In philosophical terms, it is the old wisdom of Everything that you do affects someone and something else.No matter how small the effect.” That old truth is often overridden in modern times by the belief that “if you are not powerful enough to accomplish the goal, your actions are futile, do not bother trying.”
Look at the history of the United States. A ragged army of colonists, hungry, desperate underdogs, wrested their country from the hands of the British even as many of them died in the attempt. What if they had said, “The British army and govt. is too powerful; we will not try to do it”?
Many colonists did say that .But the colonists who did fight considered that living in the British dictatorship,under those bad conditions without freedom was worse than trying and failing anyhow.
Accepting the idea that you cannot fight and try is a debilitating concept for a human being. Any human being. It is accepting powerlessness.The concept that since you cannot win for sure, that you must not fight,destroys the internal will and determination and spirit of the human being.
That is the message that I am asking you to publish in this article. Not that we can win when we fight for causes, but that we must fight, try and be as determined as we can,even in the face of City Hall or outrageous powers that threaten to overwhelm our community,environment or our personal freedoms.
If traffic congestion and city planners and huge companies and govts. are screwing up our community, we must try to fight them anyhow,no matter if we are elderly, or feel that we are not the powerful ones.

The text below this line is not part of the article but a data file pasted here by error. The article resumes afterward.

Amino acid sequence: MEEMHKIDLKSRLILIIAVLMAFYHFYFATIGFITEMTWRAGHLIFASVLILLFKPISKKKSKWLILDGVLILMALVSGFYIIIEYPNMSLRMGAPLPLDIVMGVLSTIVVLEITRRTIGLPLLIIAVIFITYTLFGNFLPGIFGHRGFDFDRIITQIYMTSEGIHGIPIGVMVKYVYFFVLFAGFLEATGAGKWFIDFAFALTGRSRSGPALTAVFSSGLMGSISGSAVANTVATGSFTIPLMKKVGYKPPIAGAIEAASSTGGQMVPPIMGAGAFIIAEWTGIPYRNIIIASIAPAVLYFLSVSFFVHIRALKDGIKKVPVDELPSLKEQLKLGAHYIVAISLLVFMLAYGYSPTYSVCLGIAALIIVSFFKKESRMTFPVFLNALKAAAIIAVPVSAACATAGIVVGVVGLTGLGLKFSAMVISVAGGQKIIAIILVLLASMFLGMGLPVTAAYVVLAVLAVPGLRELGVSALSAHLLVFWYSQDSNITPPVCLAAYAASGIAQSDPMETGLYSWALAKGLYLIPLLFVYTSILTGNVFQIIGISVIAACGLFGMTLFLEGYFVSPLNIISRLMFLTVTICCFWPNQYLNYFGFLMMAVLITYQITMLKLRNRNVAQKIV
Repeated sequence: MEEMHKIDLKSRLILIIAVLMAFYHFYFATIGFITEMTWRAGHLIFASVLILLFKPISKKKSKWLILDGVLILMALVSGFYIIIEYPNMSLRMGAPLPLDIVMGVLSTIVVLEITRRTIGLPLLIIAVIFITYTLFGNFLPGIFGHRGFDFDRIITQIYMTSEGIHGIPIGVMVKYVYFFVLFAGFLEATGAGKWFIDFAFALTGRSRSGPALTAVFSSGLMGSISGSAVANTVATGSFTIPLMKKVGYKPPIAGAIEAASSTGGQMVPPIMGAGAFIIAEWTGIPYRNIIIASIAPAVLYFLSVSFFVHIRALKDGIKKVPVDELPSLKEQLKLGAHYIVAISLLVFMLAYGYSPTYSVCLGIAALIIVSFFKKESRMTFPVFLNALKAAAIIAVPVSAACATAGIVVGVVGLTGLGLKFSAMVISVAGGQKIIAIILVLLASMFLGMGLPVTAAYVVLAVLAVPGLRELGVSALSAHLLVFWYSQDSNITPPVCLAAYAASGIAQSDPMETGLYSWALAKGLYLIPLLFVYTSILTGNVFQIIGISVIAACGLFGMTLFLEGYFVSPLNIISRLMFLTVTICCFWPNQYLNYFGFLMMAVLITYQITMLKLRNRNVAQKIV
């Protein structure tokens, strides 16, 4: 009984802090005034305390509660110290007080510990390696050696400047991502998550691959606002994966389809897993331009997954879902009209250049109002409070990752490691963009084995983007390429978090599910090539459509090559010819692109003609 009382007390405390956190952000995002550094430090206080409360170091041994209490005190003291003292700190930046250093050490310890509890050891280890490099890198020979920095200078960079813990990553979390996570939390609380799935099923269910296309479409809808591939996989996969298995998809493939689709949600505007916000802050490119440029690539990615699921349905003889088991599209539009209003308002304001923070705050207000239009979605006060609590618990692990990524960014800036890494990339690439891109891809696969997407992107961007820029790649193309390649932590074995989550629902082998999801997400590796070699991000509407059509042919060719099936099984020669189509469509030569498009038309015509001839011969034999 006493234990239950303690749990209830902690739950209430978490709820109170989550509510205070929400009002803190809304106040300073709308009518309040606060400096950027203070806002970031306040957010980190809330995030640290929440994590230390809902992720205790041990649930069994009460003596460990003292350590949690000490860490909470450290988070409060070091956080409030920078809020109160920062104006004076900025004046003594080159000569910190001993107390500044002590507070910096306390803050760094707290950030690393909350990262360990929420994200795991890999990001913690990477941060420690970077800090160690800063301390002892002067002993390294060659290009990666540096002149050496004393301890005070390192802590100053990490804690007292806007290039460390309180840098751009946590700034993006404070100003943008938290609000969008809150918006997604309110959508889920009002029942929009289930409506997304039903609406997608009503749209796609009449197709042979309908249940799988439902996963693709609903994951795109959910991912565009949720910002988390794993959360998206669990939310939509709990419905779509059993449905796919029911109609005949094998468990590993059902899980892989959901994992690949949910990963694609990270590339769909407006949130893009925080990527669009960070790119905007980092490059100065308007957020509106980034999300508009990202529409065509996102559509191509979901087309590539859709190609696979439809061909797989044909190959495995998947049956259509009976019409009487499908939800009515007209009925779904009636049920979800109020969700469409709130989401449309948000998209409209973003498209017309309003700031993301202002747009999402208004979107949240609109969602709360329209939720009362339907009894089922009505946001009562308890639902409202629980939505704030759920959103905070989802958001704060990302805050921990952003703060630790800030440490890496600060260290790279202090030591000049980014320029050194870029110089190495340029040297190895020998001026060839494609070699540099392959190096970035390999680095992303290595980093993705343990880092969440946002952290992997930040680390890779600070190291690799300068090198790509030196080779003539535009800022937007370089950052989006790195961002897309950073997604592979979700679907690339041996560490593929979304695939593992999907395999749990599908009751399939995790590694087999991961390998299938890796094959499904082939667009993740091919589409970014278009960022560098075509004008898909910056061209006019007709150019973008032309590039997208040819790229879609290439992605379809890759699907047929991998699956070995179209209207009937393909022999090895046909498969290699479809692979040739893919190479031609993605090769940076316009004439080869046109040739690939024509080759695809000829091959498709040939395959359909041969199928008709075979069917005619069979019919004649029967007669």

I have a tip for you: The only way that you become strong is to take a determined attitude and flex those muscles and that will, and you will get stronger. I guarantee it. As a person who once felt very powerless (and I’m a pretty crippled up boomer), even as a very politically and financially unimportant person, through fighting those “futile” personal and life battles,even losing some,I still have become very strong inside.
I will go even further and state that the main reason we were put on earth is this: not to win, but to fight the battle as hard as we can. Even in the face of certain failure.The weaker you are and the more powerless you are, the more determined you must become and the harder you must try, even harder than strong people. Even if you have to get angry to get yourself to do something.
That is the message I want to give those who believe they are not able to change things or help their community because they are not influential or powerful. DO IT ANYWAY. Do whatever you can, help however you can, no matter how small. Whatever you do to help will have some good effect, much more than being passive.
And, at the end of the day, you will respect yourself. Self-respect is very hard to achieve in a huge industrial society, where we all get turned into cogs in the machine and left on hold. Many of us seniors are also told that we are no longer important or powerful because we are no longer working and “we are not of this era.” You do not have to accept that.
Those are the reasons you must try to help your community — even if you are a senior, feel you are not able to affect much or do much,or that your cause cannot win. As the philosopher Erasmus said,”The point is not to win the battle; the point is to fight the battle, even as you die fighting.”